Alzheimer’s Disease and Personality Changes – What you can do


      Alzheimer’s Disease and Personality Changes

One of the most distressing aspects of Alzheimer’s disease is the complete personality change suffered by many people.

“This is especially distressing for the relatives and friends of the person with Alzheimer’s. The general behavior and personality of someone with Alzheimer’s often seems to be in complete contrast to typical behavior exhibited throughout the patient’s life,” says Barbara Jones.

Another facet of personality change due to Alzheimer’s disease is the occasional emergence of an underlying feature of the person’s character which had previously been well-hidden.

For instance, previously unnoticed spiteful traits can be revealed. There is also a common tendency in Alzheimer’s disease, mainly in the later stages, for anxiety, nervousness or verbal and physical aggression to surface.

Many Alzheimer’s sufferers retain their personality, albeit with accompanying memory loss and orientation problems. However, others can exhibit varying mood swings which can fluctuate from being ecstatically happy to very sad.

In the later stages of Alzheimer’s disease, these underlying traits can become very prominent and problematic. For example, combating verbal aggression or continuing anxiety may require continuous reassurance from caregivers and friends.

Very often personal hygiene becomes a major issue for those with Alzheimer’s disease. Washing and bathing often becomes sporadic or is forgotten altogether. Additionally, those who were formerly very fastidious in areas of hygiene may become very lax. This can be very distressing for the friends and relatives of the person who is ill with Alzheimer’s, especially if clothing is stained with urine or feces.

It is common for the person with Alzheimer’s to leave the toilet before they are entirely finished or to be inefficient in cleaning after relieving themselves. Therefore, odor as well as soiled clothes and hands can be problematic. Undressing in public and inadvertent genital exhibition or fondling can also become a problem if not carefully monitored. It can be a source of untold embarrassment to relatives and caregivers.

It is important for caregivers and relatives to take into account that the acts of soiling or untoward behavior need to addressed while remembering the value of maintaining the patient’s dignity at all times. Dignity is a very precious commodity when suffering from Alzheimer’s disease, as their dignity is often all they have remaining.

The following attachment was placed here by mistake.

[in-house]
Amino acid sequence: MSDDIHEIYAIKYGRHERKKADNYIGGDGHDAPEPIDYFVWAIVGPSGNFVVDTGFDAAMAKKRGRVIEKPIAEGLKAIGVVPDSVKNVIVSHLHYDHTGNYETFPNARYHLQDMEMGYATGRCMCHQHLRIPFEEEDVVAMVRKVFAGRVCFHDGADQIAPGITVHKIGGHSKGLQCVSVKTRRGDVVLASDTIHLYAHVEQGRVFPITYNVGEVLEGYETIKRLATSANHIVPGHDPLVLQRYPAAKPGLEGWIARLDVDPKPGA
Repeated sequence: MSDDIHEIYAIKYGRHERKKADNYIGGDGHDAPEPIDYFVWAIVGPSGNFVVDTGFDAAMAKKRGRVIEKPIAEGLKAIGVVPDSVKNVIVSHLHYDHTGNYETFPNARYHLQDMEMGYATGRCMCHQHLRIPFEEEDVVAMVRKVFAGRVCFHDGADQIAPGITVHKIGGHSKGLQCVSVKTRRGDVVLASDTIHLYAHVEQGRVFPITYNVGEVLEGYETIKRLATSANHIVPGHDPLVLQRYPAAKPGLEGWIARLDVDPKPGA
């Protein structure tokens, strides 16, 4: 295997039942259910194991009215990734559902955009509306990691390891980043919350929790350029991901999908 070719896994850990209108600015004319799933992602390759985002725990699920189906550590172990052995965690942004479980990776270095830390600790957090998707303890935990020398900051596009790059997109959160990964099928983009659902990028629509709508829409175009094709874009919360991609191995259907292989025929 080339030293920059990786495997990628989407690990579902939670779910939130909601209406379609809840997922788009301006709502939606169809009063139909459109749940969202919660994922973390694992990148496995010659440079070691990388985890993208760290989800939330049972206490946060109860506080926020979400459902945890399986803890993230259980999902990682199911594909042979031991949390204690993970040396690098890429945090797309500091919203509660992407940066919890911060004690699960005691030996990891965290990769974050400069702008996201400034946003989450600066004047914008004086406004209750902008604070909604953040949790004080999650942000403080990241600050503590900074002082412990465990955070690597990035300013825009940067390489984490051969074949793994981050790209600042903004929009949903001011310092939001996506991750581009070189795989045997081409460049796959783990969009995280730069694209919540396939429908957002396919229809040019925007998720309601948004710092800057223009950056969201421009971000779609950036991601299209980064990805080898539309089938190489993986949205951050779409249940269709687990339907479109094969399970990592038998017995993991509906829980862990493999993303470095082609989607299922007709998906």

About The Author
Barbara Jones contributes to several online magazines, including and


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  1. Brenda says

    I’m dealing with my Mother in my home. She has mod Alzheimer’s & she has really started to get mean. She has also started to have TIA’s. I don’t know what to do. I can’t keep her in my home much longer but she doesn’t have enough money to pay for a assisted living facility. This article tells exactly the problems I’ve been having with her.

    • Sandy Spencer says

      Hello Brenda,
      Oh I’m sorry for your situation. It is can be really distressing, especially if they are angry or act-out.
      Has she seen her doctor recently? Sometimes they may have a physical problem; UTI, etc., but they don’t realize what the problem is. It just makes them angry instead.

      If there are no physical problems, sometimes a physician can prescribe a small sedative, just to calm them.
      It sounds ridiculous but a bowl of chicken soup would calm my Mom. Sometimes we just never know what will work.

      I’ll post your question on our blog at Facebook as well and we’ll get more opinions or ideas of things that might help with your Mom.

      Our prayers are with you, Brenda,


  2. Lamysella says

    Just want to say what a great blog you got here!
    I’ve been around for quite a lot of time, but finally decided to show my appreciation of your work!

    Thumbs up, and keep it going!


  3. admin says

    I’m glad you found that article helpful. Personality Changes by the Alzheimers Patient can be very disturbing.

    Thank you for visiting…

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